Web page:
Archive for July, 2015

Insomnia remedies

sleep puppy

A reader asked me for ideas about sleep and that reminded me I had never written a blog on that topic. We know that people who routinely get fewer than 7 hours sleep are subject to increase risk for a variety of unpleasant health issues, but sleeping pills may not be the best answer. Read the fine print on the package insert for sleep medications and you will see that there are potentially many very alarming side effects. There are some that are perhaps even more serious but that are not yet required to be in the warnings. In any case, sleep meds are not supposed to be used as a permanent solution. (We do not suffer from a deficiency of drugs.) Each person is different and means that there are many possible causes of sleeplessness. If you or someone you care about is looking for an answer, maybe there is a clue in the lists below.

Causes of sleeplessness and insomnia remedies:

  • Medications that list insomnia in the fine print about side effects. Perhaps your doctor can find one that doesn’t affect sleep.
  • Eating a heavy meal late at night may be fashionable, but it isn’t conducive to restful sleep.  The body’s resources are busy trying to deal with the meal instead of doing the repair and restoring that is necessary to starting fresh the next day. It is best to allow at least two or three hours after eating before donning the night cap.
  • Stimulating beverages or foods late in the day make it harder to relax.  Most of us would soon catch on if we were kept up by coffee with dinner, but we don’t always think of tea, iced tea, sodas like Mountain Dew, double fudge cake or some headache medicines as sources of caffeine. Also, caffeine can stay in the system up to 24 hours. Most likely it will stay longer when the liver and detox pathways are not performing well.
  • Not keeping the bedroom dark enough. Light wakes up our brains. The worst kind of light is from electronic screens such as the computer and phone. Television right before bed might not be the best idea either.
  • Being keyed up. Reading or meditating can help. For me, although it breaks the light rule, a few minutes of a talk show comedy monolog helps me tune out. Focus on breathing. There are a number of systems of for doing this. Here is one from Andrew Weil, MD. I occasionally need something to keep my attention off of my work, so I recite the states alphabetically in my head while I breathe with each one.  Anything may work that occupies your mind a bit but doesn’t stress…books of the bible, a vegetable for each letter, etc. If you are still keyed up, try the homeopathic Coffea Cruda which acts a bit like the opposite of caffeine.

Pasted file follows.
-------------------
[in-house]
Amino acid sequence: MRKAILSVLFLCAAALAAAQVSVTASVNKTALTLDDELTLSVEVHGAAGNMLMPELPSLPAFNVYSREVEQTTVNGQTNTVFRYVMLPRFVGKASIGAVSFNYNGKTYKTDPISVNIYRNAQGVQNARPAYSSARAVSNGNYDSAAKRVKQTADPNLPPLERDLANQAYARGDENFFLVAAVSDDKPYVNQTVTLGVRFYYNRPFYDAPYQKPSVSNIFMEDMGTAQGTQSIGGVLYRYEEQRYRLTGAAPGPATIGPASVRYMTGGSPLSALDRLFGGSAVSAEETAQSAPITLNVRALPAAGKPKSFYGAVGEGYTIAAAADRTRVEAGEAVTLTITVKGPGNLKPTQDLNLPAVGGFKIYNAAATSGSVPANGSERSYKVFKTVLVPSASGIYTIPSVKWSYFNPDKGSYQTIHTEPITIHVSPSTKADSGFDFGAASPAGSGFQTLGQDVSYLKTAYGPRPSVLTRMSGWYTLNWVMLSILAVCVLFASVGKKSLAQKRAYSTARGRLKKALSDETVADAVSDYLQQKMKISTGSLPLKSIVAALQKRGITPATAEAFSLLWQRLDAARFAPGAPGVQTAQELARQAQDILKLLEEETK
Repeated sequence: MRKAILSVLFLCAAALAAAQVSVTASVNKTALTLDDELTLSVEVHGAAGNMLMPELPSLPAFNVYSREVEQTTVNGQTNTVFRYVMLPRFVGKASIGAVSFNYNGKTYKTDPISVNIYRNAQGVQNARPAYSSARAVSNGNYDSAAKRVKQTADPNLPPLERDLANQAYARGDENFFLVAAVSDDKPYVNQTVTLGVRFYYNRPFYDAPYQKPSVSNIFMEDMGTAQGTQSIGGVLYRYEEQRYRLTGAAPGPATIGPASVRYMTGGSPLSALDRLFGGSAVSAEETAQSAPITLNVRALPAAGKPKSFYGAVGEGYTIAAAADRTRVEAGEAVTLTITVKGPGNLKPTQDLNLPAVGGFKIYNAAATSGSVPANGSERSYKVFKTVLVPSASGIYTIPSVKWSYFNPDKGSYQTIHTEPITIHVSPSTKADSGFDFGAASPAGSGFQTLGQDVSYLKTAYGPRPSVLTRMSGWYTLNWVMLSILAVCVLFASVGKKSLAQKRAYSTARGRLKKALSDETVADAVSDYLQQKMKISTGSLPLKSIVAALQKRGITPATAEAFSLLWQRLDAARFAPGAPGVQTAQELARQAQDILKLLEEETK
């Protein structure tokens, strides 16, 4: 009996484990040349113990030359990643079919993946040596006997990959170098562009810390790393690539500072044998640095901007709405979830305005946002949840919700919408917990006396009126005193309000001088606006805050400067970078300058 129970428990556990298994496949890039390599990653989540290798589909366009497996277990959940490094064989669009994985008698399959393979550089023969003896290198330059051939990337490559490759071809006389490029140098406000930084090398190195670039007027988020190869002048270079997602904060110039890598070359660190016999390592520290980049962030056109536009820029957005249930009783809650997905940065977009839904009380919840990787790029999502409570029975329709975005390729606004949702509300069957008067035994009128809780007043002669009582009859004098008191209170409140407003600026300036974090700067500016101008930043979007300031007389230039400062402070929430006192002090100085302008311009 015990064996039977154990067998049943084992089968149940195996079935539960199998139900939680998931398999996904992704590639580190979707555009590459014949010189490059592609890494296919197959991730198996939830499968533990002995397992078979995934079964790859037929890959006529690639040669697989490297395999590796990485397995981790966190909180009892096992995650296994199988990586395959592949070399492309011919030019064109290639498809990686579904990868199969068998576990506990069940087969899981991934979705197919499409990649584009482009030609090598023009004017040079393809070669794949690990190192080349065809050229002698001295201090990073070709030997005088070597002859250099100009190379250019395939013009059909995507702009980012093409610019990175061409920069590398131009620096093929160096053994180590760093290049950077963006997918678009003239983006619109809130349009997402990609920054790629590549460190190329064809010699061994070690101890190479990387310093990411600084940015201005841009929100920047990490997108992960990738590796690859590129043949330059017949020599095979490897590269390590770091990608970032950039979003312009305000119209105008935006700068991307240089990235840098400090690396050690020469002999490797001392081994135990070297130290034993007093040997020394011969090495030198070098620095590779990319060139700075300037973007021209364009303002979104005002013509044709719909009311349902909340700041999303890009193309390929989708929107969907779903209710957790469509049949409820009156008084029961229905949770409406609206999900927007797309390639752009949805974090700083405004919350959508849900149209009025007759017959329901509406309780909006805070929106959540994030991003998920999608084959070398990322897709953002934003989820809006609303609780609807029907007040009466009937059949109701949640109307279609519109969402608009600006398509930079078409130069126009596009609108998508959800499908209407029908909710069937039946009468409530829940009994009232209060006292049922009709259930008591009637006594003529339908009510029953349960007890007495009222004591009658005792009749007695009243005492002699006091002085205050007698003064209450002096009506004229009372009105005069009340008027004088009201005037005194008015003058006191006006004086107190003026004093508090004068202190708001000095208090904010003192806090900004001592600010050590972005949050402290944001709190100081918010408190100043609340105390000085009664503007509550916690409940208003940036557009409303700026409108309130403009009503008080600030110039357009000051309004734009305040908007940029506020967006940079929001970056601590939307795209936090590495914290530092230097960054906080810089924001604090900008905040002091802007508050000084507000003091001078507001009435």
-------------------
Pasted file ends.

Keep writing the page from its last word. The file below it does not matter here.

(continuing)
• Lack of a regular schedule. It is easier to alter a schedule by setting an alarm to get up earlier than it is to force yourself to go to sleep at a certain time.
  • An uncomfortable bed. Our sponsor, Naturepedic, has wonderfully comfortable beds, but also because they are organic, you won’t be breathing in chemicals all night.
  • Nutritional deficiencies. The most obvious deficiency might be calming magnesium (see below), but the B-vitamins are important to normal nerve function. Even the tiny powerhouses in our cells (mitochondria) must have energy if we are going to sleep well. So, we could probably draw a dotted line from any nutrient to sleep.
  • Friendly bacteria in our gut help with and respond to our circadian rhythms, so there’s another reason to take probiotics.
  • Hormone imbalances can be a factor. For example, hot flashes for menopausal women. There is a lot of natural help for that problem.
  • Exercise helps early in the day, but close to bedtime can rev us up.
  • Bad habits such as staying in bed struggling for sleep make us expect trouble. We don’t want the bed to conjure up visions of frustration.
  • Keeping the room too warm. If you don’t want to cool the whole house, is a window unit a possibility? Ceiling fan? Ideally, a warm bath followed by cool room.
  • Pain is certainly a cause, but I can’t cover natural solutions today. Likewise, adrenal burnout. (But, if you suspect adrenal fatigue, don’t take adrenal boosting combinations late in the day. Adrenal Fatigue For Dummies by Richard Snyder, DO is a good book on the subject. Here is an interview we did with him.

Other potential remedies. (Not everyone has the same need or reaction, so some experimentation might be in order.)

  • Take your magnesium at night with dinner or something like magnesium threonate even at bedtime (e.g. Brain Magnesium). There is also a topical magnesium that can be applied. Or, take an Epson salt bath.
  • Melatonin works for some people for sleep as well as jet lag. I only need it infrequently and get by with ½ mg. But some need 3, 5 or even 10 mg. When taken in too large a dose for the person’s chemistry, some people will metabolize it into something that actually excites the brain. So, it is best to start small and work up.